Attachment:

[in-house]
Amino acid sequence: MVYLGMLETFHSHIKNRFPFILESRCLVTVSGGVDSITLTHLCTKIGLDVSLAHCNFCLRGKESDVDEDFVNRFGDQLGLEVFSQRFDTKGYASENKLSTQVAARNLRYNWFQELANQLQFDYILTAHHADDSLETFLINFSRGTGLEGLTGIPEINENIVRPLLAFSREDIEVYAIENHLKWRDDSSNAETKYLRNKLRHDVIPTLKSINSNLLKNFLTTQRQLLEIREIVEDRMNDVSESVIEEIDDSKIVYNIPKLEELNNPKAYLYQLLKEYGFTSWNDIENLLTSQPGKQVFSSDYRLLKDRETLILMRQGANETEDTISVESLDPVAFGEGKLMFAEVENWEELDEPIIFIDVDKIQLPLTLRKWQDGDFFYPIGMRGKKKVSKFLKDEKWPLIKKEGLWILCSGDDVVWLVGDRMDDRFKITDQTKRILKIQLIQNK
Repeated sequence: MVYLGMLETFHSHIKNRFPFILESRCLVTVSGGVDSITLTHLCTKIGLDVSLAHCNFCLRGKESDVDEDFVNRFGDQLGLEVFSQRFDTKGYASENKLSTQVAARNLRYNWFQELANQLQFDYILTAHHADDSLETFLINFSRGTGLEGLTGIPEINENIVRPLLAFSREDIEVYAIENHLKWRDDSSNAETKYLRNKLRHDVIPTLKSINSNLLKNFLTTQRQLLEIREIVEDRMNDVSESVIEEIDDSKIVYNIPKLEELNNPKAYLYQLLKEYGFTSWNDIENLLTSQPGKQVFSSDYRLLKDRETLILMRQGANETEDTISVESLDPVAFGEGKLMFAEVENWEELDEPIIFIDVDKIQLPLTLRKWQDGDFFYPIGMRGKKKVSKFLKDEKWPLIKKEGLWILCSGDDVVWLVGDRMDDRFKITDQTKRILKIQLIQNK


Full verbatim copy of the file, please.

[in-house]
Amino acid sequence: MVYLGMLETFHSHIKNRFPFILESRCLVTVSGGVDSITLTHLCTKIGLDVSLAHCNFCLRGKESDVDEDFVNRFGDQLGLEVFSQRFDTKGYASENKLSTQVAARNLRYNWFQELANQLQFDYILTAHHADDSLETFLINFSRGTGLEGLTGIPEINENIVRPLLAFSREDIEVYAIENHLKWRDDSSNAETKYLRNKLRHDVIPTLKSINSNLLKNFLTTQRQLLEIREIVEDRMNDVSESVIEEIDDSKIVYNIPKLEELNNPKAYLYQLLKEYGFTSWNDIENLLTSQPGKQVFSSDYRLLKDRETLILMRQGANETEDTISVESLDPVAFGEGKLMFAEVENWEELDEPIIFIDVDKIQLPLTLRKWQDGDFFYPIGMRGKKKVSKFLKDEKWPLIKKEGLWILCSGDDVVWLVGDRMDDRFKITDQTKRILKIQLIQNK
Repeated sequence: MVYLGMLETFHSHIKNRFPFILESRCLVTVSGGVDSITLTHLCTKIGLDVSLAHCNFCLRGKESDVDEDFVNRFGDQLGLEVFSQRFDTKGYASENKLSTQVAARNLRYNWFQELANQLQFDYILTAHHADDSLETFLINFSRGTGLEGLTGIPEINENIVRPLLAFSREDIEVYAIENHLKWRDDSSNAETKYLRNKLRHDVIPTLKSINSNLLKNFLTTQRQLLEIREIVEDRMNDVSESVIEEIDDSKIVYNIPKLEELNNPKAYLYQLLKEYGFTSWNDIENLLTSQPGKQVFSSDYRLLKDRETLILMRQGANETEDTISVESLDPVAFGEGKLMFAEVENWEELDEPIIFIDVDKIQLPLTLRKWQDGDFFYPIGMRGKKKVSKFLKDEKWPLIKKEGLWILCSGDDVVWLVGDRMDDRFKITDQTKRILKIQLIQNK